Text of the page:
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University of Sydney touts Red Belly Blockchain as outperforming Visa

The university claims its blockchain solution can process more than 660,000 transactions per second on 300 machines in a single datacentre, outperforming Visa by more than 10 times.

The University of Sydney (USyd) has announced that its Red Belly Blockchain is capable of processing financial transactions 50 percent faster than first anticipated, noting that its "super fast" speed is outperforming the likes of global giant Visa for worldwide payments.

USyd revealed in July that a team of researchers from the School of Information Technologies was building the new blockchain technology, with the university believing its blockchain solution has the potential to revolutionise the global economy.

Dr Vincent Gramoli, who heads the Concurrent Systems Research Group developing the blockchain, said trials over the past three months have shown the technology's performance gets better as it scales up.

"Our latest tests showed the Red Belly Blockchain can process more than 660,000 transactions per second on 300 machines in a single datacentre. This is a notable improvement from our tests earlier in the year, which showed our blockchain achieved a performance of more than 440,000 transactions per second on 100 machines," he said in a statement.

"In comparison, Visa's network has a peak capacity of around 56,000 transactions per second, and the bitcoin network is limited to around seven transactions per second."

Blockchain is a distributed ledger technology originally conceptualised to facilitate the trading of the bitcoin cryptocurrency. In a nutshell, blockchain allows for the tracking of digital assets so that a level of trust and consensus can be established, and previous transactions agreed upon.

The Red Belly Blockchain -- which is being built in both private and public modes -- was tested across 14 geographical regions, including from Australia to the US, Canada, the UK, Germany, Brazil, Japan, India, South Korea, and Singapore. 10 machines participated in the testing in each region.

"Our results confirmed that our blockchain achieves better performance than existing technologies used by financial institutions -- including Visa -- even when the machines that have to collaboratively provide the service are located in different continents. We do not know of any other blockchain solution that can achieve this," Gramoli added.

Gramoli said the next stage for the Red Belly Blockchain is to be made publicly available to all internet users.

In September, Visa said its Future of Commerce team was focusing on understanding the fundamentals of cryptocurrencies and blockchain technology, noting that the team was exploring ways to advance the science behind the tech and enable the discovery of "real-world" payment use cases.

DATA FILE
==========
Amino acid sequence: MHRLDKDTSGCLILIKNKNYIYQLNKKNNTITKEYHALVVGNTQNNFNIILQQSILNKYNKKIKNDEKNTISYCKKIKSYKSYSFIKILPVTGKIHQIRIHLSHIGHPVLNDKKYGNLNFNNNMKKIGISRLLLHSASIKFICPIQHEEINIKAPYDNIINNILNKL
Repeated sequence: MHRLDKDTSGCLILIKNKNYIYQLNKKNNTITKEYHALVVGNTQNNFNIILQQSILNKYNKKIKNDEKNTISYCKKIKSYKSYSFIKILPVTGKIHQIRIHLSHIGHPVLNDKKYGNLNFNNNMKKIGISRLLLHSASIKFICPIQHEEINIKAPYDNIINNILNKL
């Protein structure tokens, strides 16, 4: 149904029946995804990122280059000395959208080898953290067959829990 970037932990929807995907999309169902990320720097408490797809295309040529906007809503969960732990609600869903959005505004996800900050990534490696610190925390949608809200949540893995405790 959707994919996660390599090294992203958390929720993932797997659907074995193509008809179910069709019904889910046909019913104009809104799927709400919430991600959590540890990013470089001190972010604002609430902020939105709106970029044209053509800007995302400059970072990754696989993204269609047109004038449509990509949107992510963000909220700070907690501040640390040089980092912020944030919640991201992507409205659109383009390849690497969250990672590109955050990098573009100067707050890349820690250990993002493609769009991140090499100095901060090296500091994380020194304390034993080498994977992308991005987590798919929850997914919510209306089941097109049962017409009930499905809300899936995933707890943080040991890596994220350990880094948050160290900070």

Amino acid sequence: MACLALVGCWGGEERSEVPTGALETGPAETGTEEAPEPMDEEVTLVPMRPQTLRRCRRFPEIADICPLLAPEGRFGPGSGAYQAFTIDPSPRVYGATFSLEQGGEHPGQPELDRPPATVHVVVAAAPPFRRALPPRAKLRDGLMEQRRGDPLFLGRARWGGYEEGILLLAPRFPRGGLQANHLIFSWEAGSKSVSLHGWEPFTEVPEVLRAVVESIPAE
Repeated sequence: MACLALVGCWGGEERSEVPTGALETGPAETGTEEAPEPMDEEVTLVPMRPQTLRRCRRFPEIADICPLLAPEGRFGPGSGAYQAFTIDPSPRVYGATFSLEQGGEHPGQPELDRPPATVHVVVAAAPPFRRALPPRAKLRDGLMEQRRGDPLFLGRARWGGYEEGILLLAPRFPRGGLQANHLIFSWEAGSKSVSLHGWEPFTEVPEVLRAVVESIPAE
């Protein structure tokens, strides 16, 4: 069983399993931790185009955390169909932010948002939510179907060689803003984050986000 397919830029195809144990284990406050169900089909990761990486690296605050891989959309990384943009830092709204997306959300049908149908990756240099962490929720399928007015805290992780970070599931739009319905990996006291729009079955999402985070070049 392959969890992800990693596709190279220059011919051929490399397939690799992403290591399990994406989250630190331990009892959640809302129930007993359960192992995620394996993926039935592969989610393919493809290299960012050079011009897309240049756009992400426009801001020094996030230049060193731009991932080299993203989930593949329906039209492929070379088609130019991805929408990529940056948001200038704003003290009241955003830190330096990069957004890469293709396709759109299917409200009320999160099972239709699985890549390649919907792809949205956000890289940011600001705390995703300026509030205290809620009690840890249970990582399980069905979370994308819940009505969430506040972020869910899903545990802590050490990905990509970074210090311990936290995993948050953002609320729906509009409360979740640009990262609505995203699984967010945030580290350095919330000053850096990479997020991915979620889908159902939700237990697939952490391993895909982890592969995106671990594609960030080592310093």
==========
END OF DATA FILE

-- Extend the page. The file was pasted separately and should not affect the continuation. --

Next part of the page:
"We collaborate with top universities and the world's leading blockchain researchers to develop technologies that promise to transform the financial industry in the decade ahead," the company said.

This follows a pilot Visa launched in Europe a year prior that was designed to test how blockchain technology could be used in cross-border money transfers.

Furthering research on blockchain technology is also being undertaken by other local universities, with the Royal Melbourne Institute of Technology (RMIT) establishing the RMIT Blockchain Innovation Hub last month, touted by the university as being the world's first research centre focused on the social science of blockchain.

The RMIT Blockchain Innovation Hub -- led by professor Jason Potts in the School of Economics, Finance, and Marketing -- is expected to develop an interdisciplinary research team focused on the economic, cultural, and social implications and impacts of blockchain technologies.

The hub will also partner with industry to share research, ensure students are work-ready when they graduate, and provide business solutions and advice; develop and implement policy and industry-relevant measures of the size and impact of the blockchain economy; and engage with government, policymakers, stakeholders, and the public debate on the social and policy impact of blockchain technology.

Blockchain has also caught the attention of Australian corporates, with Telstra announcing previously that it was experimenting with a combination of blockchain and biometric security for its IoT smart home offerings.

Australia's big four banks have also begun blockchain experimentation, with ANZ, Westpac, Commonwealth Bank of Australia, and the National Australia Bank all pushing distributed ledger-based initiatives.

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